Music and Museum: Bechtler Ensemble | Hans Bechtler Dedication Concert
Bechtler Ensemble: Brahms Piano Quartet
Just as Johannes Brahms dedicated Quintet in F minor for Piano and String Quartet to Her Royal Highness Princess Anna von Hessen, Tanja Bechtler follows by paying tribute to her late grandfather, Hans Bechtler, this post-Valentine’s Day season. Join Tanja and the rest of the Bechter Ensemble as they perform this remarkable ensemble work.
Piano Quintet in F minor, Op. 34, was composed in 1862 by Johannes Brahms (1833-1897) as a quintet for two violins, viola and two cellos. Later, the composition was destroyed and re-cast in 1864 as a sonata for two pianos and then as a piano quintet, both versions were dedicated to Princess Anna von Hessen. Johannes Brahms was born in Hamburg, the son of an impecunious musician. His mother later opened a haberdashery business to help lift the family out of poverty. Showing early musical promise, Brahms became a pupil of the distinguished local pianist and composer Eduard Marxsen and supplemented his parents’ meagre income by playing in the bars and brothels of Hamburg’s infamous red-light district. In 1853 Brahms presented himself to Robert Schumann in Düsseldorf, winning unqualified approval from the older composer. Brahms fell in love with Schumann’s wife, Clara, supporting her after her husband’s illness and death. The relationship did not develop as Brahms wished, and he returned to Hamburg; their close friendship, however, survived. In 1862 Brahms moved to Vienna where he found fame as a conductor, pianist and composer. The Leipzig premiere of his German Requiem in 1869 proved a triumph, with subsequent performances establishing Brahms as one of the emerging German nation’s foremost composers.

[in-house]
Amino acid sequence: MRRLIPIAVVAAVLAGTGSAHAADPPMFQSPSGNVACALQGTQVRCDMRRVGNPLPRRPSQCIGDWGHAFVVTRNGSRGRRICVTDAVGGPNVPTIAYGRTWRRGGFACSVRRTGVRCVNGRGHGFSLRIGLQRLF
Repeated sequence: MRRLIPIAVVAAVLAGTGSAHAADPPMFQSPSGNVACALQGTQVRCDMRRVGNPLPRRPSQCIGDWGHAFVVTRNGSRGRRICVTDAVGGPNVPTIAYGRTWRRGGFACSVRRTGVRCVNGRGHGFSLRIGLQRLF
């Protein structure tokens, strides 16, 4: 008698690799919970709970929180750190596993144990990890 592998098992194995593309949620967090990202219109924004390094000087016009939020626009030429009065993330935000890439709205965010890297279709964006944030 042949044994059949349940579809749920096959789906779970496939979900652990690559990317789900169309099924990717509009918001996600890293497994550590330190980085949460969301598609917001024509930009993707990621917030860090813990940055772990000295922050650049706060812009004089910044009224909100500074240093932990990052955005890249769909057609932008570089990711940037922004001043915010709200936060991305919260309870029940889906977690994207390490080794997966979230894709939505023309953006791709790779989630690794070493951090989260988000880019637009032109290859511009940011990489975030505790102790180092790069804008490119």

Following the long-delayed completion of his First Symphony in 1876, he composed in quick succession the majestic Violin Concerto, the two piano Rhapsodies, Op. 79, the Violin Sonata in G major, and the Second Symphony. His subsequent association with the much-admired court orchestra in Meinigen allowed him freedom to experiment and develop new ideas. In his final years, Brahms composed a series of profound works for the clarinetist Richard Mühlfeld, and explored matters of life and death in his Four Serious Songs.
He died at his modest lodgings in Vienna in 1897, receiving a hero’s funeral at the city’s central cemetery three days later.
Concerts are performed at 6 p.m. in the fourth-floor gallery. General seating will be available at 5:30 p.m. with a cash bar being available at the same time.
Tickets are $14 per person for the public and just $10 per person for museum members. Purchase Tickets online, by phone at 704.353.9200 or at the admission desk.
Information about Johannes Brahms provided by Hyperion Records Limited.